The quoting slip that AS sent to VW on 23 July 2019 was Marsh’s standard contract, which listed ICD cover as a specific BI extension.

But the slip that VW sent back to AS on 5 August omitted ICD from the specific extensions cover. The omission was not highlighted or signalled by a strike through.

On 16 August, AS asked VW for an improved quote. ICD was included in this quoting slip, although this was not highlighted. AS was working off his standard document and was unaware of the previous omission of ICD, the judgment said.

On 19 August, VW sent back her new quote. This time, no doubt because she worked off AS’s last draft, ICD cover was back in.

Meanwhile, AS followed up with other insurers to see whether they would follow AIG’s lead and insure a proportion of the insured value. Old Mutual, Bryte, Guardrisk, and IUM each received a quote that included ICD cover.

But on 17 September, AIG sent back a quoting slip excluding ICD cover.

“Again, there was a covering letter from [VW] which makes no mention of this omission. It is not clear whether [VW] had worked off her prior document, sent in August (with ICD out), or whether she applied her mind to what had been sent to her by Marsh and deleted it again. Since she did not testify, we do not know,” the judgment said.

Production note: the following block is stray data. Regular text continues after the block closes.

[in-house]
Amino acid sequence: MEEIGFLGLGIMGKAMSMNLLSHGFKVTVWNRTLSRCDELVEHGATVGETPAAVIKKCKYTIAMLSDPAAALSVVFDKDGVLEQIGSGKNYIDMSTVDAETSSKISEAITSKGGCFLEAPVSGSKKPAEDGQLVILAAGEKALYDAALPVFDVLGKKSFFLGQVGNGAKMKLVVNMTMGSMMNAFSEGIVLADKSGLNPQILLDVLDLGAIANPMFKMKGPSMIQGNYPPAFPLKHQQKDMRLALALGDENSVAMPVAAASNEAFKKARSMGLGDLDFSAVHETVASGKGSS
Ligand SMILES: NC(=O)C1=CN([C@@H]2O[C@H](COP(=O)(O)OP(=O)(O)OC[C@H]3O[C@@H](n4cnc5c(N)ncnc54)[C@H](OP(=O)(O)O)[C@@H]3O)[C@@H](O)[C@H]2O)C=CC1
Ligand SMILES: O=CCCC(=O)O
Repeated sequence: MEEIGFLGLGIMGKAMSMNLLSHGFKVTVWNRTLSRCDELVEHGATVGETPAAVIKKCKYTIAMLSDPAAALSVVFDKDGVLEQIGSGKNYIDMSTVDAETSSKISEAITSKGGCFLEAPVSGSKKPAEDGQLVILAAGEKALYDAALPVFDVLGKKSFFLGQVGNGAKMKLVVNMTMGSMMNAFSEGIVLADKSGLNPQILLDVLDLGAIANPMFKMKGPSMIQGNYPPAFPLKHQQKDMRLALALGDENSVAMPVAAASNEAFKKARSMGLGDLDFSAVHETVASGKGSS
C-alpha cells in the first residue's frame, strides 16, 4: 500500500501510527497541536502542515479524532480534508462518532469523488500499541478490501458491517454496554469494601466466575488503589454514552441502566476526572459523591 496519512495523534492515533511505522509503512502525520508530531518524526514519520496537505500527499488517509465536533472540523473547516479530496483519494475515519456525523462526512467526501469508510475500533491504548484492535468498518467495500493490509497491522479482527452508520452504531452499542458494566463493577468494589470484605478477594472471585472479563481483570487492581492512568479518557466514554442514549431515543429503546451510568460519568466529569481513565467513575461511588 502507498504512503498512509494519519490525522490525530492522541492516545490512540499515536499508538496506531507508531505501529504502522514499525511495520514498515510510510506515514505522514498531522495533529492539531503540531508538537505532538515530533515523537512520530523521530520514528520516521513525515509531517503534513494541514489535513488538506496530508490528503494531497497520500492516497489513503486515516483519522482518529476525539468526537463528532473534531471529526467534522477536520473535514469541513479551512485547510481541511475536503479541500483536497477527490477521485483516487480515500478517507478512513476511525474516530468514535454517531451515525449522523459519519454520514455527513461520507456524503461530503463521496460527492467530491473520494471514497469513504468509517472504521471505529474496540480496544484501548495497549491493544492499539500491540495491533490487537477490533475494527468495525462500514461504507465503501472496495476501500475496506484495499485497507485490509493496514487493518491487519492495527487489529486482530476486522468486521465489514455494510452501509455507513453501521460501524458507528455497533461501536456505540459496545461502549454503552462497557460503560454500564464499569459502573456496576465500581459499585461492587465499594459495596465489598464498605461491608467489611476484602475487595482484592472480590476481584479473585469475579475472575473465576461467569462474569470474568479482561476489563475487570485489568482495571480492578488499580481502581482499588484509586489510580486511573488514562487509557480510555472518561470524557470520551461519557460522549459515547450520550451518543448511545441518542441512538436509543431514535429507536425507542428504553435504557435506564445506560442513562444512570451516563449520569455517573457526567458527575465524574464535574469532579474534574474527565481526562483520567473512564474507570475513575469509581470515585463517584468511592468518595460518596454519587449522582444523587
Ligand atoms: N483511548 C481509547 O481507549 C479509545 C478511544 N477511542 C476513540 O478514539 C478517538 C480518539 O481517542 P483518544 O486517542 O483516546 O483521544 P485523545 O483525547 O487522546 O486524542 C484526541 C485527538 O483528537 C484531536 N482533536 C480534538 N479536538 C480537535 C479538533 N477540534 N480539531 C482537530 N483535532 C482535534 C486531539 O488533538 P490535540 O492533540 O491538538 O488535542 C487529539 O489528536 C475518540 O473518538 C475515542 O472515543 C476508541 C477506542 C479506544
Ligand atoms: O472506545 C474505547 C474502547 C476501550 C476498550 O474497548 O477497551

On 14 November, AS asked VW for “the updated quoting slip asap” because the client wanted to go on risk within days. VW replied on the same day, but the quoting slip she sent excluded ICD cover. AS circulated this slip to the other four insurers.

On 29 November, AS sent an email to VW and the other four insurers stating that the client would be on risk from 1 December.

Subsequent events added to “the confusing picture”.

Once a quote has been accepted by the broker on behalf of the client, the broker prepares a placing slip, which is circulated to the insurance companies that submitted the quotes. The placing slip is meant to follow the terms of the quote that was accepted.

But when the placing slip was circulated to the insurers, ICD cover was back in. The placing slip was circulated after the defendants were on risk.

The insurers signed the placing slip between 12 December and 21 January. AIG made amendments to the placing slip, and highlighted them, but ICD cover remained in.

On 10 March 2020, the policy was sent to VW for final signature. The evidence before the court indicated VW took time to review the policy carefully before signing it. The final policy, like the placing slip, included ICD cover.

‘Parol evidence rule’

The parties drew opposing legal conclusions from what Judge Manoim called the “series of mishaps” chronicled above.

Azrapart and Accelerate contended that the policy was the contract between the parties because it was the final version of the contract.